A majority of the court believes that caes to have been correctly decided. The words "interest on indebtedness" should be accorded their usual, ordinary and every day meaning. See Old Colony R. Co. v. Commissioner, 284 U.S. 552, 561, 52 S. Ct. 211, 76 L. Ed. 484; Deputy v. Du Pont, 308 U.S. 488, 498, 60 S. Ct. 363, 84 L. Ed. 416. We think that the odinary business man would consider an enforceable obligation to pay money on demand or at a fixed future date as an "indebtedness," whether the obligation wre created in exchange for a valuable consideration or grautuitously, and that periodic payments agreed to be paid as interest thereon are properly described in common parlance as payments of "interest on indebtedness." While it may be possible to view the petitioner's bond as an obligation to make a series of annual gifts of $5,000 and a gift of $125,000 in 1954, such a concept seems to us as esoteric as the "effective interest" concept which the Supreme Court rejected in the Old Colony case, supra.When a donor transfers as a gift the bond of a third person, we do not view the annual interest payments thereon as a series of gifts reduced to possession by the donee in the year of receipt, and we see no reason why this should be the view when the donor gives his own legally enforceable bond. His gift is complete when the bond is delivered whether his own obligation or another's is the subject of the gift. Nor do we see any valid reason for supposing that Congress wished to restrict the meaning of "indebtedness" to the contracted "for an adequate and full consideration in money or money's worth." Where that was its intent Congress expressly so stated. See Section 303(a)(1) Revenue Act of 1926; section 812 Int. Rev. Code; Guaranty Trust Co. of New York v. Commissioner, 2 Cir., 98 F.2d 62.

It is urged that the purpose of section 23(b) was to grant a credit against gross income for the expense of borrowing money to beget income, but we find no justification for so limiting it. Interest paid on a mortgage given for the purchase of a dwelling house is no less a permissible deduction than interest on a loan for business purposes. We cannot doubt that interest paid on money borrowed to make a gift is an allowable deduction. In practical effect what te petitioner did was to shift to the Trust Company as trustee the right to interest payments which he would otherwise have been obliged to make to the bank from which he had borrowed.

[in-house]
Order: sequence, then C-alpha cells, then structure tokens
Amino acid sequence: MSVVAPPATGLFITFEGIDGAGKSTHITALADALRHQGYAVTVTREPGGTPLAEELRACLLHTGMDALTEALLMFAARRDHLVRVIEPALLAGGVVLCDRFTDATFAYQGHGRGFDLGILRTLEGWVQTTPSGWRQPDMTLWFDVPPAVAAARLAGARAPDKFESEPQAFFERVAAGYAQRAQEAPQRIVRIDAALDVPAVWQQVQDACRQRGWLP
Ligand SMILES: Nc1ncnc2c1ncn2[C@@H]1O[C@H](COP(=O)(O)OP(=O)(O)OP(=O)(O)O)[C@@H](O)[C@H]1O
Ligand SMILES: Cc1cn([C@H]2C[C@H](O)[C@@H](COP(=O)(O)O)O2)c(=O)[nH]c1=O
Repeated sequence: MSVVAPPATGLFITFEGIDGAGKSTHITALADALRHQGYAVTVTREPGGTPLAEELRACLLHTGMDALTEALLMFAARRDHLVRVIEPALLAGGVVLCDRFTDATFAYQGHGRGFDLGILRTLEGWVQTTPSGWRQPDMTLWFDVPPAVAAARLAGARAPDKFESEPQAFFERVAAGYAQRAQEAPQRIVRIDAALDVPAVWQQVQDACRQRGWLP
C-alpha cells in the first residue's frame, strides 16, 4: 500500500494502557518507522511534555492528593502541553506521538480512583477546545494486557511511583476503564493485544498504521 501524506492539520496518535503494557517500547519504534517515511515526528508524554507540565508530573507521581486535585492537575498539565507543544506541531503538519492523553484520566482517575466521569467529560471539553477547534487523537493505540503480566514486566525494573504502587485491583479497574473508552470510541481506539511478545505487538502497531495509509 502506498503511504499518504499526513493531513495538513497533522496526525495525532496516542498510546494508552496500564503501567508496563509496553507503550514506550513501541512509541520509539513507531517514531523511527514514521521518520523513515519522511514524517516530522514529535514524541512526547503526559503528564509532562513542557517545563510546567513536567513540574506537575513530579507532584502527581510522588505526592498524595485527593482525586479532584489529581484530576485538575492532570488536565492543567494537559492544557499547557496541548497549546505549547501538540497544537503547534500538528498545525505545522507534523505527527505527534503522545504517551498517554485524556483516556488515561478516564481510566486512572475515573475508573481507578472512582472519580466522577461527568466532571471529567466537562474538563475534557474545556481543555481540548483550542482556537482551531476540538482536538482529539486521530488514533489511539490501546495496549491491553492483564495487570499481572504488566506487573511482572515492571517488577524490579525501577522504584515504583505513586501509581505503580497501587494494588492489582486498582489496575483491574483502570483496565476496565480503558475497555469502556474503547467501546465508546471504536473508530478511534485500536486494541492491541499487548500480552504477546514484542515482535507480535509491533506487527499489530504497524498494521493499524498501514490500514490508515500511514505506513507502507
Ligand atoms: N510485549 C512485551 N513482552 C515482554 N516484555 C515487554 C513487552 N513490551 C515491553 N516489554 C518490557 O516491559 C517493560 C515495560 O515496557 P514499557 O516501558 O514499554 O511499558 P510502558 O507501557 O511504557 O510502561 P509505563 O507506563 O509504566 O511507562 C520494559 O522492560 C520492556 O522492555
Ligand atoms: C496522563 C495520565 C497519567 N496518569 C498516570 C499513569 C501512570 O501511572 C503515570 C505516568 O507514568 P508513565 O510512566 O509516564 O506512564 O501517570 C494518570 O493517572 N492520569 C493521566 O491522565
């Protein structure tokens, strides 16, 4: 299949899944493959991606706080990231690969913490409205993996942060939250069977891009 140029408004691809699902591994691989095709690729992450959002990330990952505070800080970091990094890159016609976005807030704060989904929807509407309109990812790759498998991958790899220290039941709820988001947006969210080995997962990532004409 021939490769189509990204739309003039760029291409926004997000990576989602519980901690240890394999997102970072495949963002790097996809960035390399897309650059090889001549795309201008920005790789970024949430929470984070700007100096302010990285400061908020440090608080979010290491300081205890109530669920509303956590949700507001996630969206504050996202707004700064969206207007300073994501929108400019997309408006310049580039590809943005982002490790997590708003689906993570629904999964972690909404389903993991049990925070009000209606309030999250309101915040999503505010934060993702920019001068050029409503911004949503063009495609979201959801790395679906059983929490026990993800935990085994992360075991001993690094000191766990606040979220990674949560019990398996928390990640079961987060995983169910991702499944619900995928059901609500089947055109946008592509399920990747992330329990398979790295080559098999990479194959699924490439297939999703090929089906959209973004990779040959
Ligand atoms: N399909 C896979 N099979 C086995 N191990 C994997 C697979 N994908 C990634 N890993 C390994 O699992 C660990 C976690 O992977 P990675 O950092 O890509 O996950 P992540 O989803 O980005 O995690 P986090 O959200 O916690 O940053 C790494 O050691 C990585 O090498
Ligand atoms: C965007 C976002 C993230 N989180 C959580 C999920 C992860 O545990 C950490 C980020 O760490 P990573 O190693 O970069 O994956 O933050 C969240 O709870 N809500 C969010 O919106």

The order of the Tax Court is reversed.

L. HAND, Circuit Judge (concurring).

If the transaction between Preston and the trustee had been such that if Preston had changed his mind after giving the trustee the cheque and had refused to give the bond, the trustee would have still been obliged to return the money, I think I should have said that the payments were not interest. But I do not so understand the facts, nor did the Appellate Division so understand them in United States Trust Co. v. Preston, 264 App.Div. 152, 34 N.Y.S.2d 646. Although the trustee had agreed to lend the money in exchange for the bond, Preston could not have reclaimed it without executing the bond, and the trustee would have been liable to the beneficiaries if it had returned the money gratis: being bound to lend is not being bound to give. Hence it seems to me that the transaction was like any other loan and that the interest was interest in the strictest sense.

Moreover I do not see how such a transaction could ever be made the means of tax evasion. If Pkreston had used as the trust res the securities, on whose pledge he raised the money in the first place, he need not have included any interest or dividends accruing upon them in his income tax; the beneficiary would have paid the tax. If the trustee - being authorized in its discretion to lend the money to Preston, but not being bound to do so - had nevertheless chosen to lend it to him, any tax on the interest would also have been payable by the beneficiary and Preston could certainly have deducted it. It would have been deductible as part of the cost of obtaining whatever profit he might make by using the borrowed money. The only gift would have been made when the money was put where Preston had to execute the bond to get it back. Nor do I see why the result should be different because the trustee was bound to lend the money in exchange for the bond; any more than if its discretion in investing had been limited in any other way. If the interest reserved had been higher than Preston had any bona fide expectation of earning on the money, it would have been pro tanto a colorable device merely to make gifts, but there is no suggestion of anything of that kind. for these reasons I concur.